- After Shinzo Abe resigned as the Prime Minister of Japan for health reasons on 28 August 2020, the media had started speculating the possible heirs of Abe; however, very few had predicted Suga’s name for the post.
- Amid his political fraternity, Suga is not considered very eloquent, which is evident from the victory speech that he delivered after he was elected president of the Liberal Democratic Party on 14 September 2020; the speech was in ponderous tones with long pregnant pauses. In the speech, he said,
I want to break down bureaucratic sectionalism, vested interests, and the blind adherence to precedent.”
- Reportedly, Suga is considered highly demanding of bureaucrats who work under him. During a live-streamed debate with the two other LDP leadership candidates, Suga said,
People think I’m scary but I’m very nice to those who do their job properly.”
- Although Suga is a teetotaler, he is known for his sweet tooth. He finds pancakes so irresistible that once he waited in line to enter Australia’s Bills restaurant along with his wife, to eat ricotta hotcakes. In an interview, he said,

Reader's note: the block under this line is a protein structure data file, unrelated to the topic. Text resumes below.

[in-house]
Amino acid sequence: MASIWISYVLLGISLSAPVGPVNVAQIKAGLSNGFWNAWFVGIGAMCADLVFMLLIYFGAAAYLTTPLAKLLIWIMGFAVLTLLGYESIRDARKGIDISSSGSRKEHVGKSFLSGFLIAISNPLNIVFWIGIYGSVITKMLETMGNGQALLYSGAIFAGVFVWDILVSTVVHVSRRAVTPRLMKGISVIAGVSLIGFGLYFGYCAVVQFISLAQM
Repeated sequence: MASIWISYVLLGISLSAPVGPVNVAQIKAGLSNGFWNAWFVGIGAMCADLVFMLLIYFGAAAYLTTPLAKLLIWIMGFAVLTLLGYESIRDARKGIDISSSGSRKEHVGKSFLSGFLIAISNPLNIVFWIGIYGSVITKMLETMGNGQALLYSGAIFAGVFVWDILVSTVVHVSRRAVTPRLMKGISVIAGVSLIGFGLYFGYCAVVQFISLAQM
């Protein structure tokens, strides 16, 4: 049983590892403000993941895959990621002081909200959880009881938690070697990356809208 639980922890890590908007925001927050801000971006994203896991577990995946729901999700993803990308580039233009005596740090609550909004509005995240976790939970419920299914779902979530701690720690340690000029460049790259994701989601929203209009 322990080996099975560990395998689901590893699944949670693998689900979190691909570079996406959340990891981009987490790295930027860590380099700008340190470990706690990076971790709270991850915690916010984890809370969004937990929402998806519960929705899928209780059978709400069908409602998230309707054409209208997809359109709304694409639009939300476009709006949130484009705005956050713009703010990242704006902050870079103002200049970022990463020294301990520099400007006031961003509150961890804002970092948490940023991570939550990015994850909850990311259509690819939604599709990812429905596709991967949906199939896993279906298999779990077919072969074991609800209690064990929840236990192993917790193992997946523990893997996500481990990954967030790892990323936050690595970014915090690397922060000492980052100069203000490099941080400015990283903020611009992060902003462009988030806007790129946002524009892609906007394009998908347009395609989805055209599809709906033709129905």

I can’t drink alcohol. I have a sweet tooth instead.” Nikkei Asian Review
- In an interview, Suga expressed his desire to learn English, he said,
In due course of time, I want to go to Cebu in the Philippines and attend a language school there for about three months so that I can speak a bit of English.”
- Suga loves travelling, and while speaking about this hobby, he says,
I want to make a leisurely travel around the world for one or two years. An intern at my office also went. It is apparently pretty cheap.”
- According to Suga, his day begins by reading all major newspapers followed by 100 situps. Then, he goes out on a 40-minute morning walk. At night, he returns to his room and again does 100 situps. Reportedly, he has been doing these situps after a doctor’s advice to reduce his weight, and in a four-month period, he lost 14 kg.
- Suga is considered a hardcore workaholic who follows a strict routine. While talking about it, Suga says,
It’s because I want to properly do what are the right things or ordinary things in the eyes of citizens and the people. I see and decide what are the right things. To that end, I meet with as many people as possible and hear various stories.”
- In his parliamentary office, there’s a framed work of Japanese calligraphy that reads,
Where there’s a will, there’s a way.”
|↑4, ↑13, ↑14, ↑16||Nikkei Asian Review|
|↑6, ↑8, ↑10, ↑11, ↑12||Kyodo News|